Last night, a friend stopped by my room to ask me if I had read an article for class yet – I hadn’t – and if I understood it. I couldn’t help her, but we started talking anyway, chatting about our upcoming final paper for the class. We are writing some sort of rhetorical criticism of a message: they will be roughly 20 pages long. She is doing a narrative analysis, and I am doing a postcolonial critique.
From paper topics, the conversation drifted into the realm of I.S. We gushed over one professor, discussing how much we wanted to have her as our I.S. advisor. We chatted about different topics that we are considering, and she laughed at me about my enthusiasm over postcolonial criticism. I probably said, “Postcolonial is my jam!” at least three times, and I grew ebullient and effusive as I explained the different ideas I had had.
It was lovely. My roommate came back at one point and chuckled slightly at our bubbling COMM major gossip. We discussed different professors and what we liked about them, the classes that we wanted to take, and our academic plans for the next two years.
If you had told me at the beginning of my first year here that I would declare Communication Studies as my major, I would have probably laughed. “What?” I would have asked, because I had no idea what COMM was when I got to college. I had no four year plan, no neatly laid out schedule of the classes I would take. I ended up in a rhetoric class on a whim – I recognized the term “rhetoric” from a high school class that I enjoyed – and never expected it to go much beyond that course.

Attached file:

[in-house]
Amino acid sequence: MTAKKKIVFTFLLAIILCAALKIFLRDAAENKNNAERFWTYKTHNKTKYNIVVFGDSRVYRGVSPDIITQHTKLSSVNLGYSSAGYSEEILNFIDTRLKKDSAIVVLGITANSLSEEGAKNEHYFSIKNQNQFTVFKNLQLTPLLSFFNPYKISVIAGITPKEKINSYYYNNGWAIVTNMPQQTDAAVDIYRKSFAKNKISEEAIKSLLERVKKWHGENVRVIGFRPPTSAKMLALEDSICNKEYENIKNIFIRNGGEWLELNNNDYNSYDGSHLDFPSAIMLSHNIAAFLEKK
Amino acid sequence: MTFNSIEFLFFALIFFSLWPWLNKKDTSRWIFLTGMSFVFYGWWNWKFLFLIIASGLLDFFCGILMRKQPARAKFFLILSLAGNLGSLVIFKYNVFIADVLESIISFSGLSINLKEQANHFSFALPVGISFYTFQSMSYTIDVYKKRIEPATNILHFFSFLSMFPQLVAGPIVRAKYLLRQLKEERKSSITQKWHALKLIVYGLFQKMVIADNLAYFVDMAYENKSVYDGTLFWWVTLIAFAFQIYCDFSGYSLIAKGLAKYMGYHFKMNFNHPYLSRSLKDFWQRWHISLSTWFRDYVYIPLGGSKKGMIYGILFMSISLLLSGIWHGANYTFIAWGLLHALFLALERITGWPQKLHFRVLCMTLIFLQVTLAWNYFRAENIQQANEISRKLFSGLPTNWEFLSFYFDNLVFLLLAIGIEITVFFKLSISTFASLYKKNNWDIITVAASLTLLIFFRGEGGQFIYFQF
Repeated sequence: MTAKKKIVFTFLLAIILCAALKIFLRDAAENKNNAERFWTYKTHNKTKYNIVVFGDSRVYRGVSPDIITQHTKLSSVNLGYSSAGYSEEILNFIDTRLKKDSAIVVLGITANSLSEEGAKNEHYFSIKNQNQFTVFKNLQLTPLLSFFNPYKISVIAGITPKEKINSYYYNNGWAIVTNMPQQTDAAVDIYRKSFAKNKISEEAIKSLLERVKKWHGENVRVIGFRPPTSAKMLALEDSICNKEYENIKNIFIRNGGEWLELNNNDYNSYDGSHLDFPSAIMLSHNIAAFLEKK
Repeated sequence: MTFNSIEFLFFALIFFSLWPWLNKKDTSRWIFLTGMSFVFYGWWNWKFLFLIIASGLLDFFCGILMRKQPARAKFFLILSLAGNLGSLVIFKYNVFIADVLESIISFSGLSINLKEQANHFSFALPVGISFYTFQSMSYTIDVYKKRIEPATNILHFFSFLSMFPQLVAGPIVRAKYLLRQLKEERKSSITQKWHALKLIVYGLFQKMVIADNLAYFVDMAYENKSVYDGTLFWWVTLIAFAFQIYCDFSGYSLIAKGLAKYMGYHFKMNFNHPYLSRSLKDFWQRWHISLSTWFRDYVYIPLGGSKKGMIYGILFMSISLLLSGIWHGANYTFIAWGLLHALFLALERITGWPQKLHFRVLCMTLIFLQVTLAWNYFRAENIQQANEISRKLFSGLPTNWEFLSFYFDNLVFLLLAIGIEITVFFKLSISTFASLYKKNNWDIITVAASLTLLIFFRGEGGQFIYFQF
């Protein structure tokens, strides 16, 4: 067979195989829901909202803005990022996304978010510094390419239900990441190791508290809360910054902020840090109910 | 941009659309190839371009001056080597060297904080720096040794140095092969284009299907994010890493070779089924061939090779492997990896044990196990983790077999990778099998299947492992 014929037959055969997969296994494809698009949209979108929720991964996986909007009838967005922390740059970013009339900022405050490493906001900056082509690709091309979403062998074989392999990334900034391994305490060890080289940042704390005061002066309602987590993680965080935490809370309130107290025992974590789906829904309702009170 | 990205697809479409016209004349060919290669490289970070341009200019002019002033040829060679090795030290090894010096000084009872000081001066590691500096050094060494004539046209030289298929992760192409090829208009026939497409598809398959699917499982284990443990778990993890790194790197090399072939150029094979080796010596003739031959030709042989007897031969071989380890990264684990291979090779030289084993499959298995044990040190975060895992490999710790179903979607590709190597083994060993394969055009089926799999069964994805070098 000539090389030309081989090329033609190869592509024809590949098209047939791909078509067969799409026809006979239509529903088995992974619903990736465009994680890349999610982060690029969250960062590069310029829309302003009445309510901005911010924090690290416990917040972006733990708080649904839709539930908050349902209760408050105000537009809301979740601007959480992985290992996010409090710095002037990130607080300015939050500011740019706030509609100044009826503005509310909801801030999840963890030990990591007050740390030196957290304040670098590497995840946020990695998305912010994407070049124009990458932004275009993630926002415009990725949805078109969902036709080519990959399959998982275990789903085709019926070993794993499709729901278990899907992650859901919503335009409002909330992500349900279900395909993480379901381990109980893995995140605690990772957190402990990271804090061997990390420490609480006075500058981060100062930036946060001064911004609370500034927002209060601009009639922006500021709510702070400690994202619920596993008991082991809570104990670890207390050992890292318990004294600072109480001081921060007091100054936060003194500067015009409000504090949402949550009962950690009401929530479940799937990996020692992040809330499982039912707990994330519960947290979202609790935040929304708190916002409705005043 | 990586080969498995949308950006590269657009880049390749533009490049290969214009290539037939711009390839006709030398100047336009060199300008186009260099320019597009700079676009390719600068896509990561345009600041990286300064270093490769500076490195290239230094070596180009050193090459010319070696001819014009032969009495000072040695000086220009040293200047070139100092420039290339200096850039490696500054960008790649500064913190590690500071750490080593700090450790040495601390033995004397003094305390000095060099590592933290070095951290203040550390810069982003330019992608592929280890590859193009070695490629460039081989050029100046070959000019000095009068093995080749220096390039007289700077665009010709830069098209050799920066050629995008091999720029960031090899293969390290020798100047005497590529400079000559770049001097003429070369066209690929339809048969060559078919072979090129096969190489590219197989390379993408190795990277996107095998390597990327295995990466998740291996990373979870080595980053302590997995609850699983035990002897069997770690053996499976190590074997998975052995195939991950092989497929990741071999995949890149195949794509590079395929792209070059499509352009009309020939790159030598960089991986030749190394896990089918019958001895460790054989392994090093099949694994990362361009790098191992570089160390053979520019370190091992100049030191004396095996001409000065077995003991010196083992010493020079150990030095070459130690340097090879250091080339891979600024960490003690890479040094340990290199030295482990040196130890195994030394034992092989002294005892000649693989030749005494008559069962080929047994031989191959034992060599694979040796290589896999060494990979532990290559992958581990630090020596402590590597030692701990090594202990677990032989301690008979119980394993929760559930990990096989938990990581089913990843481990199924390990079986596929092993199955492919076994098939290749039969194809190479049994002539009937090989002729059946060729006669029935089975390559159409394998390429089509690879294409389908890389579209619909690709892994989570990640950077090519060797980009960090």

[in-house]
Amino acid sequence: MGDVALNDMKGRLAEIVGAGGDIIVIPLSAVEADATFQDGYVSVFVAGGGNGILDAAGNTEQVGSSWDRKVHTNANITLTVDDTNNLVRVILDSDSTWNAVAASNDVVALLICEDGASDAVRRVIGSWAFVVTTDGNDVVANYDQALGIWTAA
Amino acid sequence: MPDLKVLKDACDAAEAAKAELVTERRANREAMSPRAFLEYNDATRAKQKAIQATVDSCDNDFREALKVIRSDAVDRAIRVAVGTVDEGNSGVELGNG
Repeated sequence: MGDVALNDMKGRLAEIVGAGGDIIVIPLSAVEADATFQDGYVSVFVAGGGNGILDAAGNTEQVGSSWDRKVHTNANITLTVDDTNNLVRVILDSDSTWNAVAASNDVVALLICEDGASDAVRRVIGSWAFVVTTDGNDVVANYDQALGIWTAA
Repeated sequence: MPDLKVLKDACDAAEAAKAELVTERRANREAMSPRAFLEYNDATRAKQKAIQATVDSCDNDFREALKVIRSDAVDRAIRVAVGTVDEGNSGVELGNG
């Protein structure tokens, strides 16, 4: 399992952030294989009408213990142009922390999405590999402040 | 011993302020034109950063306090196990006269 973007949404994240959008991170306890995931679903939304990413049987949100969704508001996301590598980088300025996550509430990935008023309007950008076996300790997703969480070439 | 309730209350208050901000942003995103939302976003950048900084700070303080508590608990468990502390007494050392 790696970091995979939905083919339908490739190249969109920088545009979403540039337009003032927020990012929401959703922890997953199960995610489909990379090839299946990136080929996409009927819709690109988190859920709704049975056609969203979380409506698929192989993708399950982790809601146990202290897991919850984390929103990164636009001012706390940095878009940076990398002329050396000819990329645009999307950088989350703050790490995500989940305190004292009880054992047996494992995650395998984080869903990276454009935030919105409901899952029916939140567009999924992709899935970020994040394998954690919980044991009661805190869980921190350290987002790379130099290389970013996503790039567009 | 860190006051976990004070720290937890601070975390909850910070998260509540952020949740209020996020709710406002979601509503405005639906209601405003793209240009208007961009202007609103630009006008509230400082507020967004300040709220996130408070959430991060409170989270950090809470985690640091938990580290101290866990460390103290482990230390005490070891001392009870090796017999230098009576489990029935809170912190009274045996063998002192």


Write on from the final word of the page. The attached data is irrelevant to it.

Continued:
That was, of course, before I actually got into the classroom and started learning. Lecture after lecture, I fell more in love with the subject. Enchanted by the topics that we covered, I set up a meeting to talk with my professor about just what it meant to be a COMM major, anyway. The rest, of course, is history. COMM went from my hardest but favorite class to my major, and I haven’t looked back since.
Since then, I have become increasingly infatuated with the discipline. Rhetorical studies in particular speak to me on a level that I didn’t realize was possible: it just makes sense. Ever a verbose person, I have found the major that matches up completely with my interests and goals.
I didn’t know how to research or write extensive papers before coming to school here, but COMM has taught me. The credit, of course, lies mainly with my professors, all of whom have been both encouraging and challenging, but it certainly has helped that I find the subject matter fascinating. I find myself eager and chomping at the bit for I.S., simply because I can’t wait to research and write about yet another topic that I love.
I’m not quite sure what the point of this extolment has been, other than to describe why I love my major, but there you have it. Nothing gets me fired up quite like Communication Studies does!